Business pressure ramps up against Trump's Ex-Im nominee

Business pressure ramps up against Trump's Ex-Im nominee

Business pressure is ramping up against President Trump’s nominee to head the Export-Import Bank.

Business Roundtable (BRT) and the National Association of Manufacturers (NAM) are two of the major business groups pledging their opposition to former congressman Scott GarrettErnest (Scott) Scott GarrettTrump taps USTR's Gerrish as acting head of Export-Import Bank Frustrated execs clamor for action on bank nominees Manufacturers ramp up pressure on Senate to fill Ex-Im Bank board MORE in his bid for the job.

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The latest volley came on Friday from BRT, which posted a statement in a series of tweets.

“BRT cannot support Scott Garrett or any #ExIm nominee who does not demonstrate strong support for the bank and commitment to get it promptly back to work, fully executing its mission,” the tweets said. “When fully functioning, #ExIm bank helps businesses of all sizes expand U.S. exports and support American jobs.”

NAM is urging the president to withdraw Garrett’s nomination.

Earlier this month, NAM CEO Jay Timmons wrote a scathing op-end in The Wall Street Journal saying that Garrett’s "record of aggressively undermining the Ex-Im Bank is tantamount to a vicious trade war against American manufacturing workers."

He called Garrett a "destroyer" not a reformer.

“Those like Mr. Garrett who have stood in the path of a fully functioning Ex-Im Bank are responsible for moving our jobs, our wealth and our factories to other countries,” Timmons wrote in the Wall Street Journal op-ed.

“The president should withdraw his nomination,” he said.

Garrett, the former New Jersey Republican lawmaker, consistently opposed authorizing the bank during his years in Congress and worked to close the agency.

There has been some talk that Trump is trying to figure out how to pull Garrett’s nomination from consideration. But so far no moves have been made.

Business groups have battled with conservative members of Congress over the past two years trying to get the bank back to full strength after a nearly six-month shutdown in 2015. A lack of a quorum on the bank's board has further hampered the agency from making deals over $10 million.

During the campaign, Trump initially opposed extending the bank's life. But he seemed to change his mind after taking office, telling several Democratic and Republican lawmakers that the agency would be beneficial for U.S. businesses. 

Then he nominated Garrett, creating more confusion about where exactly he stood, leading to the now steady backlash from groups that use the bank and say it is vital to their export efforts.

The S.C. Chamber of Commerce and Illinois Manufacturers' Association are among state-level groups expressing opposition to Garrett’s nomination.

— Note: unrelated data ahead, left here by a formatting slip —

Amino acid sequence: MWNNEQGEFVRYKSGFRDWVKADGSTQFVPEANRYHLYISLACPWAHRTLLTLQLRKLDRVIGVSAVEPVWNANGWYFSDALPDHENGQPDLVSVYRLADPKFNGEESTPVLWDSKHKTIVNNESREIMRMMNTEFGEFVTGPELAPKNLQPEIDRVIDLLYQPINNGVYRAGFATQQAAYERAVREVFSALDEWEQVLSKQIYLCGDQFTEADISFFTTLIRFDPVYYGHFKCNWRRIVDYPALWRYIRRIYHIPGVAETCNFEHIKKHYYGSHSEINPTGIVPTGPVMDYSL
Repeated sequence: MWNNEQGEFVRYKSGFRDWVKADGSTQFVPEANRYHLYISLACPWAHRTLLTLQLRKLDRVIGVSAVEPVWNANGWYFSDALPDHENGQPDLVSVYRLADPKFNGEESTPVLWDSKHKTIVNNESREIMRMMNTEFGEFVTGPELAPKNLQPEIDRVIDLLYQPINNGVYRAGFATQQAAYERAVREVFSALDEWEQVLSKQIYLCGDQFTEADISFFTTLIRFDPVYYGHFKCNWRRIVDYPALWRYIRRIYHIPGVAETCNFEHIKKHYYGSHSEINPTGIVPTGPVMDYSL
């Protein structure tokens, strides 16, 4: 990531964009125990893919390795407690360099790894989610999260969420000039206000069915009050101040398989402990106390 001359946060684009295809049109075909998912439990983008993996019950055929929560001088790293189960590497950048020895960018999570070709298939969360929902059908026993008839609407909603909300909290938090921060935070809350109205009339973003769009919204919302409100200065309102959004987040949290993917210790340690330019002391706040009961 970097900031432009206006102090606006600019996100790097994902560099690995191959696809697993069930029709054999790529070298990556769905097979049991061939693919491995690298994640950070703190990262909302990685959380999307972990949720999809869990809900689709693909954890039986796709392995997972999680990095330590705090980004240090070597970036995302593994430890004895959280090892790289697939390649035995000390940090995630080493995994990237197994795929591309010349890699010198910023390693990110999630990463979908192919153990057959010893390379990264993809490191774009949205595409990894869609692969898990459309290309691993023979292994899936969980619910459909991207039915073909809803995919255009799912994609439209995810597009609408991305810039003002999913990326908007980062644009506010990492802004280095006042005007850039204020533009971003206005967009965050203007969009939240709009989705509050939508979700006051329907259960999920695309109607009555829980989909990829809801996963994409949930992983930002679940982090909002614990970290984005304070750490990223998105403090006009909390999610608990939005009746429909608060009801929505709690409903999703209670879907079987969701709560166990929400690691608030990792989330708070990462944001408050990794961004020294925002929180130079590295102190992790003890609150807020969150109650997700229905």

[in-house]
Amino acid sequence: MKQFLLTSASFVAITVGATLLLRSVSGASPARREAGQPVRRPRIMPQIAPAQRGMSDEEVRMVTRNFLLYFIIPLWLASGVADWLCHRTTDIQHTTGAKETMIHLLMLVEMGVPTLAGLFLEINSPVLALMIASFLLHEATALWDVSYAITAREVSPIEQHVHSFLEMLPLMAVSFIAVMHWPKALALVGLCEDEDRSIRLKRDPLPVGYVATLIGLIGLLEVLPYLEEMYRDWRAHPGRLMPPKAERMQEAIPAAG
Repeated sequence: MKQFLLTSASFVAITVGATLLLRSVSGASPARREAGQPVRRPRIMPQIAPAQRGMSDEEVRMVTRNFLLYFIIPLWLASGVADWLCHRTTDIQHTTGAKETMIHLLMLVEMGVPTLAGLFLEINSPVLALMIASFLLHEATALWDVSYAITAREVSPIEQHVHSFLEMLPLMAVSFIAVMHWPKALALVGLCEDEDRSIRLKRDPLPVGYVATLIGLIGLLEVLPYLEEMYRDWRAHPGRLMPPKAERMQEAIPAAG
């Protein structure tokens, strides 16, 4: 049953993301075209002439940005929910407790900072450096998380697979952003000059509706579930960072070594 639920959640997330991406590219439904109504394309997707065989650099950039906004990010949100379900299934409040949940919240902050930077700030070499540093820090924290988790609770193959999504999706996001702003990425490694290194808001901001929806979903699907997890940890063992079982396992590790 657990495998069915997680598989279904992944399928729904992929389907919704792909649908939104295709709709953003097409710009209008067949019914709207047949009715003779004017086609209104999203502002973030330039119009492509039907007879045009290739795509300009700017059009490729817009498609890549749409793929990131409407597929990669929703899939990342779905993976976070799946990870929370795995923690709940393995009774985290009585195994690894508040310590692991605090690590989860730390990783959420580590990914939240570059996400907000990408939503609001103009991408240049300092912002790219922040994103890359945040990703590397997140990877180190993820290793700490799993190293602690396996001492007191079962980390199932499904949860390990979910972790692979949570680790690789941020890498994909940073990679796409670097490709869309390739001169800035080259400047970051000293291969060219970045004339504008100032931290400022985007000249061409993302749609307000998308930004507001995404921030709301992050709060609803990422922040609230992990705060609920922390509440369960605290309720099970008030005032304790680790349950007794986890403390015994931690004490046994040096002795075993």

On top of that, General Electric and Boeing are working against Garrett getting the job.

Timmons noted that in 2012 and 2015, Garrett voted against multiyear reauthorizations of the bank and said to his House colleagues: “We have the opportunity today to keep the Export-Import Bank out of business. We should take each of those opportunities.”

There has been little discussion about Garrett’s nomination since Trump officially sent his name to Capitol Hill on June 20 after nominating him during the Easter recess in the spring. 

A hearing on his nomination has yet to be scheduled and Senate Banking Committee Chairman Mike CrapoMichael (Mike) Dean CrapoRyan: GOP has deal on bill easing Dodd-Frank The incredible state of small business in America Overnight Cybersecurity: DHS chief eyes new ways to bolster cyber workforce | Dems grill Diamond and Silk | Senate panel approves bill to protect Mueller | Two-thirds of agencies using email fraud tool MORE (R-Idaho) has told reporters he wants to deal with all Ex-Im Bank nominees at the same time.

Spencer BachusSpencer Thomas BachusManufacturers ramp up pressure on Senate to fill Ex-Im Bank board Bipartisan group of House lawmakers urge action on Export-Import Bank nominees Overnight Finance: Trump, lawmakers take key step to immigration deal | Trump urges Congress to bring back earmarks | Tax law poised to create windfall for states | Trump to attend Davos | Dimon walks back bitcoin criticism MORE, a Republican from Alabama, the former chairman of the House Financial Services Committee and an Ex-Im Bank supporter, was nominated to fill one of vacancies on the board.

There also is uncertainty among Republican lawmakers who have been supportive of the bank, including Sen. Lindsey GrahamLindsey Olin GrahamSunday shows preview: Lawmakers weigh in after Texas school shooting Kim Jong Un surprises with savvy power plays Overnight Finance: Watchdog weighs probe into handling of Cohen bank records | Immigration fight threatens farm bill | House panel rebukes Trump on ZTE | Trump raises doubts about trade deal with China MORE of South Carolina.

Graham has called Garrett's nomination "very problematic."

In 2014, the last year Ex-Im Bank was fully operational, it supported $27.5 billion in exports and sent $674 million in profits to the Treasury Department. 

The 82-year-old agency authorized only $5 billion in financing in fiscal 2016, the lowest level in 40 years.